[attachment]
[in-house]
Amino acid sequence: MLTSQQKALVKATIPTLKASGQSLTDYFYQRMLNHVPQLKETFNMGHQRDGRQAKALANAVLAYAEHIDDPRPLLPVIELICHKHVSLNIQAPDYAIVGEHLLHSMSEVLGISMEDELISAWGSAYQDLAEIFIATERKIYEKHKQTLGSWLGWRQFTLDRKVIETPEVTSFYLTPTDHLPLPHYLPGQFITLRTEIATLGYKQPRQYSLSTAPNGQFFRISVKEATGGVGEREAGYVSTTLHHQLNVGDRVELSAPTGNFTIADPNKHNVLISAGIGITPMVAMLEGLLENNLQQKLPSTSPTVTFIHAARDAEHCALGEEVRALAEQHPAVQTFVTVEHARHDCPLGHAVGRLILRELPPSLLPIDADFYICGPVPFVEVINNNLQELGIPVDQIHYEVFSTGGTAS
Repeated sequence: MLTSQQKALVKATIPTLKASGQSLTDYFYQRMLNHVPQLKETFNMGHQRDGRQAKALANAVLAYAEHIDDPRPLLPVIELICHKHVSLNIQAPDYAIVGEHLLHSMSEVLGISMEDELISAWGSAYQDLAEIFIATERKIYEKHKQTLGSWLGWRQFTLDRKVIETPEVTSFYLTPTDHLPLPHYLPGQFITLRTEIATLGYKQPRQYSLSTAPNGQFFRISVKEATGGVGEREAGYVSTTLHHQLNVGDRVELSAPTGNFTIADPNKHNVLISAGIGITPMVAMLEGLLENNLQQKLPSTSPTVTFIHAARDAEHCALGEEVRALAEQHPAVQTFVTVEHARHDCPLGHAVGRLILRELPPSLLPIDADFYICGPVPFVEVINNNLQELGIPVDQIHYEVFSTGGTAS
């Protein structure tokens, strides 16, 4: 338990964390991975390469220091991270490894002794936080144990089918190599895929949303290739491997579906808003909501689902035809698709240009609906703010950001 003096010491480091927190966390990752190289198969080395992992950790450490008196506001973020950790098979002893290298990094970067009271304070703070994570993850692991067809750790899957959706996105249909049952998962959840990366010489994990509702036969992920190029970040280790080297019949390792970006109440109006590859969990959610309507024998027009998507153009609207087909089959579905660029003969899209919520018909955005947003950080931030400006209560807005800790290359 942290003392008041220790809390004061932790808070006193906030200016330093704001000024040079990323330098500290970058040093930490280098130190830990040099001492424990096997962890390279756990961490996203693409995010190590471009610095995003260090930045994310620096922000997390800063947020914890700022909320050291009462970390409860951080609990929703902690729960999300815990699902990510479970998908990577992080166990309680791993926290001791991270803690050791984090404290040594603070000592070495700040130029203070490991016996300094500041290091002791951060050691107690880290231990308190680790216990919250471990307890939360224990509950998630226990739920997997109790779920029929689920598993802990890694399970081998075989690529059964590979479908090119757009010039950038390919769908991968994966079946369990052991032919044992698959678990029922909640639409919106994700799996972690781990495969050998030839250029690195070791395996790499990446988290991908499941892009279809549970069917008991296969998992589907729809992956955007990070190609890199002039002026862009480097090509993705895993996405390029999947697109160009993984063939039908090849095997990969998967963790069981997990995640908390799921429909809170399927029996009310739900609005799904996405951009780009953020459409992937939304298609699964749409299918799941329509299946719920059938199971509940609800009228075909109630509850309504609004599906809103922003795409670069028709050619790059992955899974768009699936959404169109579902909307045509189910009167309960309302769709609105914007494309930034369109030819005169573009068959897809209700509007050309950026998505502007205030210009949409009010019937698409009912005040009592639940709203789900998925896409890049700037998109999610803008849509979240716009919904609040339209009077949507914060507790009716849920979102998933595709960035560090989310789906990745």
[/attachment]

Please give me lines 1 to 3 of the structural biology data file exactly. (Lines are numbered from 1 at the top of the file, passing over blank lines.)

[in-house]
Amino acid sequence: MLTSQQKALVKATIPTLKASGQSLTDYFYQRMLNHVPQLKETFNMGHQRDGRQAKALANAVLAYAEHIDDPRPLLPVIELICHKHVSLNIQAPDYAIVGEHLLHSMSEVLGISMEDELISAWGSAYQDLAEIFIATERKIYEKHKQTLGSWLGWRQFTLDRKVIETPEVTSFYLTPTDHLPLPHYLPGQFITLRTEIATLGYKQPRQYSLSTAPNGQFFRISVKEATGGVGEREAGYVSTTLHHQLNVGDRVELSAPTGNFTIADPNKHNVLISAGIGITPMVAMLEGLLENNLQQKLPSTSPTVTFIHAARDAEHCALGEEVRALAEQHPAVQTFVTVEHARHDCPLGHAVGRLILRELPPSLLPIDADFYICGPVPFVEVINNNLQELGIPVDQIHYEVFSTGGTAS
Repeated sequence: MLTSQQKALVKATIPTLKASGQSLTDYFYQRMLNHVPQLKETFNMGHQRDGRQAKALANAVLAYAEHIDDPRPLLPVIELICHKHVSLNIQAPDYAIVGEHLLHSMSEVLGISMEDELISAWGSAYQDLAEIFIATERKIYEKHKQTLGSWLGWRQFTLDRKVIETPEVTSFYLTPTDHLPLPHYLPGQFITLRTEIATLGYKQPRQYSLSTAPNGQFFRISVKEATGGVGEREAGYVSTTLHHQLNVGDRVELSAPTGNFTIADPNKHNVLISAGIGITPMVAMLEGLLENNLQQKLPSTSPTVTFIHAARDAEHCALGEEVRALAEQHPAVQTFVTVEHARHDCPLGHAVGRLILRELPPSLLPIDADFYICGPVPFVEVINNNLQELGIPVDQIHYEVFSTGGTAS